How to edit your way to a better book

Editing your manuscript

Every published author can tell you a simple truth: the magic happens in the editing and rewriting.
One of the first steps to publishing Ghost Girl (coming in 2020!), is using the self-edit guide provided by my publisher, Immortal Works. The guide gives some massively helpful tips to make your novel a better book. Here’s some ways to improve your book:
  • Show Me We’ve all heard that we should show and don’t tell. An example of telling would be, “Veronica felt sad.” It is still telling to say, “Veronica felt so sad that she couldn’t keep back the tears.” One way to show this, instead of tell it, might be, “Large tears ran down Veronica’s cheeks. She took short breaths and let out a sob.” Showing taps into the readers’ empathy and lets them feel what the characters feel.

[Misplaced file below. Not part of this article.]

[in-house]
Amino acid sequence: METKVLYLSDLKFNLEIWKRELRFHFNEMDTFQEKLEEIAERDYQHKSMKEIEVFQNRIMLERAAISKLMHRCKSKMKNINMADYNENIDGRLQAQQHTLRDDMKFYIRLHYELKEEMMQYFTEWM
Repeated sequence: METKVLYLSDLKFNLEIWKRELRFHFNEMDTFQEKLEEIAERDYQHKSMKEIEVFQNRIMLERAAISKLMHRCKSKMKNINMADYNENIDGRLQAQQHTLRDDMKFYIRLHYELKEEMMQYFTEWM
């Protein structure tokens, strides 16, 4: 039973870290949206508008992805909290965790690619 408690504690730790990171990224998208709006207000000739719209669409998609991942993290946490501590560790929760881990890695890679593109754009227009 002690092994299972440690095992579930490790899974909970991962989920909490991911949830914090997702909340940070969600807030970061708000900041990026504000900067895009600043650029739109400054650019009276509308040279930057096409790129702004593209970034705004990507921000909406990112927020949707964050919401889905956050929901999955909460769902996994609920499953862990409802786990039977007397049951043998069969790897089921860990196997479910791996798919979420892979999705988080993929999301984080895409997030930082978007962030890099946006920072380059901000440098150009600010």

• Active Voice I struggle with this at times. If the subject comes before the verb in your writing, that’s called passive voice. An example of passive voice: The squirrel was chased by the dog. To make it active, take out was and reorder the sentence: The dog chased the squirrel. Using the active voice conveys a strong, clear tone, while the passive voice is subtler and weaker.
  • Remove those Adverbs Professional writers tend to use very few adverbs (they also avoid the word “very”). For example, take this sentence: “She ran quickly to the store.” Yawn. Now take out the adverb quickly. “She ran to the store.” Double yawn. To improve it somewhat, try “She sprinted to the store.” But now we’re getting into telling and not showing. How about this: “Her hair danced in the wind as she leaped a small dog on her way to the store.
  • Cut Filtering In Ghost Girl, there was a sentence, “I watched Ms. Neuman as she strutted across the stage.” See how the action is filtered through my main character’s eyes? To speed the pacing, I went with, “Ms. Neuman strutted across the stage.” Now, it’s more active, shorter, and the pace is faster.
  • Read it Out Loud Things that makes sense in our minds will sometimes sound awkward when read out loud. I’ve always used this to catch those awkward phrases and missing words—neither of those will be caught by spellcheck.
Take these steps and your manuscript will be better for it.